Are Women In Tech Their Own Worst Enemy?

Oh, women in tech.

It’s certainly a subject that makes people uncomfortable. It makes other women in tech uncomfortable, techy men go on the defensive, and people who aren’t even in tech go squirmy.

Why? Well because it’s all angry feminist talk, isn’t it?

Feminists! They’re angry, they’re ranty, they make you think about things! And they fight. For their right to party. (Oh, and for equal pay and all that.) And some feminists even like to fight with each other.

Feminist infighting is nothing new, and it should come as no shock that there’s a bit of feminist-style infighting going on in the tech industry.

You’ll be quick to point out that this happens in every industry, feminist, tech or otherwise, and I am, of course, aware of this. However, let’s just talk about tech today. That’s a big enough problem in itself.

When we talk about this “women in tech” problem to other techy men, it doesn’t always go so well. We argue. We fight. We write very long angry blog posts about it. All of this is good, even though we’re fighting, because at least people are talking about it, right?

However, when women start talking about why we need more women in tech, things get sort of… awkward.

There are some women who don’t think that we need more women in tech because, hey, they’ve never been treated differently because of their gender. And if more women wanted to be in tech, then they would be.

There are other women who think the polar opposite, and say the reason there aren’t more women in the tech industry is because of a depressing cocktail that consists of:

The lack of education and awareness that you can do things in tech other than code.

The unhelpful sexist attitude of the CEOs and “big men” in the tech industry.

Add a dash of sexual harassment and an array of baby-pink, sparkly gadgets and you have the infuriating combination of reasons why most of us believe the male to female ratio in tech is ridiculously unbalanced.

But I also have another little ingredient to add to the recipe of female-tech-doom: petty, ridiculous cattiness amongst other women in tech.

No one likes to talk about this because we’re all guilty of it. And no one likes to bring to light the fact that maybe, just maybe women are also responsible for why there are so few of us in this industry.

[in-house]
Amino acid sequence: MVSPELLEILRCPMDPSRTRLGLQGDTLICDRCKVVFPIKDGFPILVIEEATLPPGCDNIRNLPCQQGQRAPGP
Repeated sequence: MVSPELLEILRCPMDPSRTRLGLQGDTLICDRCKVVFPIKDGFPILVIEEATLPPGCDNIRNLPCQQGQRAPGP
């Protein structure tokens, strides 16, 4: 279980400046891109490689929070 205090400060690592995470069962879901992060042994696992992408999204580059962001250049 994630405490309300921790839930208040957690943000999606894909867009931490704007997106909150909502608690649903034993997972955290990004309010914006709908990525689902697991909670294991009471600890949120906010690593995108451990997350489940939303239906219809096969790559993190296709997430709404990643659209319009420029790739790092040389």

In fact, when I brought this up on Twitter, I was told the concept of women in tech being their own worst enemy was a “disempowering statement”.

Disempowering, or reflective?

I’m not saying women are 100% to blame. I’m simply asking why women shouldn’t take a little bit of responsibility in this matter.

Have each of us done all we can (within reason) to help and encourage our female peers in tech? Or are we fiercely and unnecessarily competitive? If there’s a younger women that’s asking for what tech events you go to to meet new contacts, do you tell her? Bring her along? Or at least point her in the right direction?

If we’re constantly stabbing each other in the back and behaving as if we’re in a horrible episode of The Hills with twice the amount of drama and added Twitter Gossip Fun  – no wonder more women don’t want to work with us.

And those of us who acknowledge that there is a need for more women in tech – why don’t we be a little nit nicer to each other, too? Isn’t it hard enough without  – in no particular order – the tech journos looking down on the bloggers, the bloggers looking down on the PR girls, the PR girls looking down on the female developers and the female developers looking down on the mobile geeks  and the mobile geeks sneering at the girl gamers?

It’s bad enough in this industry without some chick judging your Geek credentials.

I’m not saying that the London female tech scene is necessarily that horrific, but I’m not that far off, am I? And yes, you can argue that men are just as gossipy as the ladies are, but men are not the minority, are they? We are. There are fewer of us.

If you’re ever stuck in a situation where you need a bit of help – whether it be searching for a contact, someone who speaks the same language as you, or just a friendly face – we all know how grateful we feel when someone smiles at us and goes, “Hey do you need help?” or “You look just as lost as I am, let’s stick together.”